But just as ‘Abdu’l-Bahá had stood up for women’s emancipation as he pulled into New York harbor, seated an African American lawyer at the head of his table in Washington, argued for peace to an arms dealer, spent the week with a former convict, wiped away the tears of a reverend, met with children, servants, students, government officials and crowds in the thousands, he expended his energy to the utmost, planting the seeds of what he called a spiritual civilization. “This timely seed,” ‘Abdu’l-Bahá told an audience on April 12, “when planted in the hearts of the beloved of God, will be watered by showers of divine mercy and warmed by the sunshine of divine love. Its fruitage and flower shall be the solidarity of mankind, the perfection of justice and the praiseworthy attributes of heaven manifest in humanity.”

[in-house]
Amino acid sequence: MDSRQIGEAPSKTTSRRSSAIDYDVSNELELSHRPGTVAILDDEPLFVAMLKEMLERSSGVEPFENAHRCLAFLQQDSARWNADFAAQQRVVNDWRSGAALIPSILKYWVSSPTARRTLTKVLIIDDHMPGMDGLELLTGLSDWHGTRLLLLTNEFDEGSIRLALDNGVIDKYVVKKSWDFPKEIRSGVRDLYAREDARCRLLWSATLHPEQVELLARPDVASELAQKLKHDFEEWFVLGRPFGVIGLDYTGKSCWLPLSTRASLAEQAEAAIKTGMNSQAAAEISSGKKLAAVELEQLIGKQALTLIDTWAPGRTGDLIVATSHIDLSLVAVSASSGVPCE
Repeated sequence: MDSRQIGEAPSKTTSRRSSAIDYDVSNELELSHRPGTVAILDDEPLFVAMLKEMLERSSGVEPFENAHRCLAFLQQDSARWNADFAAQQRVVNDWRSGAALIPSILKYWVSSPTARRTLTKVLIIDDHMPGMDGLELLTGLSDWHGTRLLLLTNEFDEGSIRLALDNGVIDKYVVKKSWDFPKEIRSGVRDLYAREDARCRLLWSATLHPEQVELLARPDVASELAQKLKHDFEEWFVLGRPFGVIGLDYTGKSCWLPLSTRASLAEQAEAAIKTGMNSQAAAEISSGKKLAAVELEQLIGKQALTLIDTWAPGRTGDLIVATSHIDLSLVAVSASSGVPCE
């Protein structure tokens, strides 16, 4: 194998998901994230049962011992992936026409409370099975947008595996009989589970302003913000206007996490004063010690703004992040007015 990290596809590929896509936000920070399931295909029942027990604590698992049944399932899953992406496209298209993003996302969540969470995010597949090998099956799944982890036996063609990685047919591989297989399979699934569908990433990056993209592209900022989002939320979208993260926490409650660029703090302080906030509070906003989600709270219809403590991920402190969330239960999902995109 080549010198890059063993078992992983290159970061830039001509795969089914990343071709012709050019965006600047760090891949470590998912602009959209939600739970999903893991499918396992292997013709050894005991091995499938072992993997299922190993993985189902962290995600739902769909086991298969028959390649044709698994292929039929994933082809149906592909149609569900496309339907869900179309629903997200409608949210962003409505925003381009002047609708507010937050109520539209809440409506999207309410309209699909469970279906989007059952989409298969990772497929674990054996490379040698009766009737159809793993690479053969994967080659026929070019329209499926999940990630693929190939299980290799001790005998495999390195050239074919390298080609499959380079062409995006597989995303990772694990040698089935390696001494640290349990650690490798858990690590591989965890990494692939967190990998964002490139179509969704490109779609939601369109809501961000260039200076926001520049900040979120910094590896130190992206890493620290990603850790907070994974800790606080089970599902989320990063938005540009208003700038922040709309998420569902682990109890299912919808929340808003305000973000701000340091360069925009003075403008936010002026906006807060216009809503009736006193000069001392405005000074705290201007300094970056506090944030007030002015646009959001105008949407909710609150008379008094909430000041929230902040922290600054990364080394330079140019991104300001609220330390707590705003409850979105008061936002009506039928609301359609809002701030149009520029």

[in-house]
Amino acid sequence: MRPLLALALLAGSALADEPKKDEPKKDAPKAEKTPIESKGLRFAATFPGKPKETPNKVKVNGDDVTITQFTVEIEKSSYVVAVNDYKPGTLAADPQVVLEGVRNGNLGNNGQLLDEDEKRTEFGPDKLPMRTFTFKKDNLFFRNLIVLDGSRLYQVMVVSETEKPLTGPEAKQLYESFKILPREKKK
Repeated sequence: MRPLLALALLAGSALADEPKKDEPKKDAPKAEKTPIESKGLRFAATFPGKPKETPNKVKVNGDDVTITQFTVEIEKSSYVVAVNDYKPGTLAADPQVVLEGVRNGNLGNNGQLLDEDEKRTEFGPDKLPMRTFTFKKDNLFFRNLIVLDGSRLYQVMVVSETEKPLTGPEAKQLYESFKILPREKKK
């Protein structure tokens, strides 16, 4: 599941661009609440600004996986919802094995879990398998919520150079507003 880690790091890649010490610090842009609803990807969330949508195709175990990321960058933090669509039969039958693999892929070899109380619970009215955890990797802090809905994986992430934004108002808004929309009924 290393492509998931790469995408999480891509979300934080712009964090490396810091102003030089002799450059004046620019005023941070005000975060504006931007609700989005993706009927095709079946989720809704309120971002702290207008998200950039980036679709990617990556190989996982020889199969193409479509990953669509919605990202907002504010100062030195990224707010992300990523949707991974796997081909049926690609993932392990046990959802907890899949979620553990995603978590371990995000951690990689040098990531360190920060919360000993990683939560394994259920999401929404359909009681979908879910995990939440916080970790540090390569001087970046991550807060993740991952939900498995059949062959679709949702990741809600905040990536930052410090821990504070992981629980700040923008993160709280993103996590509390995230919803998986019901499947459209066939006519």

Final Days in America: New York City 2
On Friday, November 29, He moved to the Emery home. In an evening meeting at the Kinneys’, He spoke with the friends about their offers of money. He said, “‘Distribute it among the poor from Me. It will be as if I have given it to them. The most acceptable offering to Me is the unity among friends, service to the Cause of God, diffusing the Divine Fragrances, and acting upon the admonitions of the Beauty of Abhá.’”
Friday, November 29, 1912 3
At the request of Mrs Emery, the Master moved to her home. The time of His departure was drawing near. On reaching the house, He said, ‘Today I must rest for I am extremely tired.’ Nevertheless, the friends and seekers continued to come to visit Him at the homes of Mrs Emery and Mrs Kinney. One of His discourses today was this: